Pawnee Buttes

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Pawnee Buttes
Pawnee Buttes2010.jpg
Pawnee Buttes and National Grassland
Map of Colorado with Pawnee National Grasslands highlighted in red
LocationKeota, Colorado, Weld County, Colorado, United States
Coordinates40°49′24″N 103°58′10″W / 40.82333°N 103.96944°W / 40.82333; -103.96944Coordinates: 40°49′24″N 103°58′10″W / 40.82333°N 103.96944°W / 40.82333; -103.96944
Elevation1,594 m (5,230 ft)
EstablishedUnited States National Grassland
OperatorUnited States Forest Service

The Pawnee Buttes are two prominent buttes in northeastern Colorado. The west butte is located within the Pawnee National Grassland, while the east butte is on private land in Weld County. Rising approximately 300 feet (91 m) above the surrounding plains, the buttes are erosional remnants left standing in isolation as the surrounding High Plains surface has gradually worn away. The lower portions of the buttes are composed of relatively soft, clay-rich sedimentary rock called the Brule formation. The Brule formation is protected by an overlying layer of sandstone and conglomerate sediments called the Arikaree formation, which are more resistant to weathering.[1]


The buttes are in the northeastern edge of the Colorado Piedmont. To the north, the piedmont is bordered by the Chalk Bluffs, an escarpment on the edge of the High Plains. As the rains and snows slowly erode the bluffs, the piedmont grows towards the north. Stream capture expands the piedmont rapidly towards the upslope or westward. The Buttes themselves are remnants of the High Plains surrounded by the piedmont. Another remnant of the high plains is to the west where the Chalk Bluffs form the eastern edge.[2]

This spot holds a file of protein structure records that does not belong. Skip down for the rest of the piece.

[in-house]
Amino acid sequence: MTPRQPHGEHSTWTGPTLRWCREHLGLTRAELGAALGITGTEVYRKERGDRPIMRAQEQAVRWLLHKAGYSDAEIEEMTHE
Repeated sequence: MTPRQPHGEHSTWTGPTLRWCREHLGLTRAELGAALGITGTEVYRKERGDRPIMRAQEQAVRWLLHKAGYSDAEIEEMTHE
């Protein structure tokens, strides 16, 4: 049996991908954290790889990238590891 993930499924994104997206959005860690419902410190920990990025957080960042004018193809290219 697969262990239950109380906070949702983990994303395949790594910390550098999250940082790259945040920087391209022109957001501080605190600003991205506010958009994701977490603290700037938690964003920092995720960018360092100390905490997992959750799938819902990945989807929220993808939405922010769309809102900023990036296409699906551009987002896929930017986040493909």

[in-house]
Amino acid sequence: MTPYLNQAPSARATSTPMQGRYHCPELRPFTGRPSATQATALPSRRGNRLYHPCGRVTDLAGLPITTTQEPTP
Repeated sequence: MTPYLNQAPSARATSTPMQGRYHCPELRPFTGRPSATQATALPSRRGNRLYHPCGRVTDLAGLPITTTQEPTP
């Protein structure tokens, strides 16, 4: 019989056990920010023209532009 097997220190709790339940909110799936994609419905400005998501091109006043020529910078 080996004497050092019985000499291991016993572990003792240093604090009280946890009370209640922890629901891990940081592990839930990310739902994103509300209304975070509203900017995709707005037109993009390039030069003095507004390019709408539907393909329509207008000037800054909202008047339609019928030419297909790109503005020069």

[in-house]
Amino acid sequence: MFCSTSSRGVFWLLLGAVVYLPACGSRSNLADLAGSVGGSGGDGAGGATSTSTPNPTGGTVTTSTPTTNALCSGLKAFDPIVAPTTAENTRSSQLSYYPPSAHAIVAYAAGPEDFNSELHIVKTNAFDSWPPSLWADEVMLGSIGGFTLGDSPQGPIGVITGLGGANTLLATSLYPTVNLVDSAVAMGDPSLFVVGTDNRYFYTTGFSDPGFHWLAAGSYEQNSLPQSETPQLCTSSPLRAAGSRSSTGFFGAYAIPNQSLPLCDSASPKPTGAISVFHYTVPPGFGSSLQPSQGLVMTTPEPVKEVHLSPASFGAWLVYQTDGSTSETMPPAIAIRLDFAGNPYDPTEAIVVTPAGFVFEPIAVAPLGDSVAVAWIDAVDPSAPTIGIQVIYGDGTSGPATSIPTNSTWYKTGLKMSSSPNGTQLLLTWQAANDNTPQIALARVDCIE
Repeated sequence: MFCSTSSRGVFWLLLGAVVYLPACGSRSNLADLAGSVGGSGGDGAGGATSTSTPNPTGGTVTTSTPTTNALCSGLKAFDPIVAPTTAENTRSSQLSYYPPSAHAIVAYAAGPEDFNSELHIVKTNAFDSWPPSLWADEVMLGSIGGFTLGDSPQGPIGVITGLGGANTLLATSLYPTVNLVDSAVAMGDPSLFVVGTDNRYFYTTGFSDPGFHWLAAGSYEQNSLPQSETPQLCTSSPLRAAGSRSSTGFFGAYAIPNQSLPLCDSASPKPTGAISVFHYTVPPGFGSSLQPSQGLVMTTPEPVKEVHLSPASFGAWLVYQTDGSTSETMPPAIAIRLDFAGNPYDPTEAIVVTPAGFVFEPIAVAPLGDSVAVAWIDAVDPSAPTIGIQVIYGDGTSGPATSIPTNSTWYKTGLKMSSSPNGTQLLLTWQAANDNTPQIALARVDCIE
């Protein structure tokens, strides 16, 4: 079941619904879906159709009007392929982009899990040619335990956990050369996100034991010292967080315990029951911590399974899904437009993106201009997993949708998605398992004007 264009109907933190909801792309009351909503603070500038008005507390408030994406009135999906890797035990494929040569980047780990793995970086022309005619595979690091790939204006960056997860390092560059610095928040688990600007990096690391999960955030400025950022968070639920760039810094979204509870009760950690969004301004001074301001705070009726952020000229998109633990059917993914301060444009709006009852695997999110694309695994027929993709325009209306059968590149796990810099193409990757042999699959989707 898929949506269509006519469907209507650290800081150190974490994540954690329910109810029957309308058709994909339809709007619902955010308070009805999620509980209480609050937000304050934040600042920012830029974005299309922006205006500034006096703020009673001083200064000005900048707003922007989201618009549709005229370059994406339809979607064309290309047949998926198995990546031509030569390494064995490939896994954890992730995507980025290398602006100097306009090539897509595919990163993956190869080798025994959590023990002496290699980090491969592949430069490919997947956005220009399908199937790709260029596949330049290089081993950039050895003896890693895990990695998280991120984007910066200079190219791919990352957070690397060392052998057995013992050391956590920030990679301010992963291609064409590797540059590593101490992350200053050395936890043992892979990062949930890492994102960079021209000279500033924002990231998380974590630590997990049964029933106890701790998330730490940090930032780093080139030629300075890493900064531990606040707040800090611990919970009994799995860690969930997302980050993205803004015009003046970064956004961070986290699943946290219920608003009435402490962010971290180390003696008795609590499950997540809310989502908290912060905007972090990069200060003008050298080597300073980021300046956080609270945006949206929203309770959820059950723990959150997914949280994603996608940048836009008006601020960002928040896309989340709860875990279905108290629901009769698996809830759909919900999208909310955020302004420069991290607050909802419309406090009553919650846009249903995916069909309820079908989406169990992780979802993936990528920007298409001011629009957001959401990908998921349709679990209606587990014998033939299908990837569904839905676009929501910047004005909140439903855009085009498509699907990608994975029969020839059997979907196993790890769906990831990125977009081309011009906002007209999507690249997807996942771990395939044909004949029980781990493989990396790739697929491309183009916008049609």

The Buttes are a consolidation of several geological ages. The main mass of the butte is the lower half to two-thirds. It is a buff-colored layer from the Brule member of the White River Formation. It is from the Oligocene Epoch (25-40 mya).[2] Below this level and visible only further east than the buttes is the Chadron member of the White River Formation.[2] Above the Brule layer is the Pawnee Creek Formation from the Upper Miocene (20 mya). The cap of the buttes is the Arikaree Formation, also of the Miocene age.[2] Research in the 1970s suggest that the upper level of the cap rock is of the Ogallala Formation from the Pliocene. The Pliocene layers exist further to the north in the High Plains region.[2] The cap rock is a harder mixture of sandstone and conglomerate, while the Brule layers are a softer clay. The surrounding area is considered a badlands as North Pawnee Creek cuts numerous channels into the Brule Formation soils.[2]

Vegetative zones[edit]

Pawnee Buttes Trail[edit]

The Pawnee Buttes Trail is noted for its scenery and birdwatching potential. The Overlook, the Lipps Bluff trail, and the area within 200 yards of the cliffs are closed to hikers from March 1 to June 30, to protect nesting falcons, eagles, and hawks. Hikers are encouraged to keep away from these areas during that time to minimize disturbance to the nesting birds.

See also[edit]


  1. ^ Gregory, L. 1996. Colorado Scenic Guide, Northern region, 3rd edition. Boulder: Johnson Books, 208 pp.
  2. ^ a b c d e f g h i j An Interpretive Resource Analysis of Pawnee Buttes, Colorado; Dissertation; Robert Jack Badaracco; Colorado State University; Fort Collins, Colorado; March 1971
  3. ^ Darton, N.H. 1905. Preliminary report on the geology and underground water resources of the central Great Plains. United States Geological Survey, Professional Paper 32, 433 pp. (Plate 54-A)

External links[edit]

Media related to Pawnee Buttes at Wikimedia Commons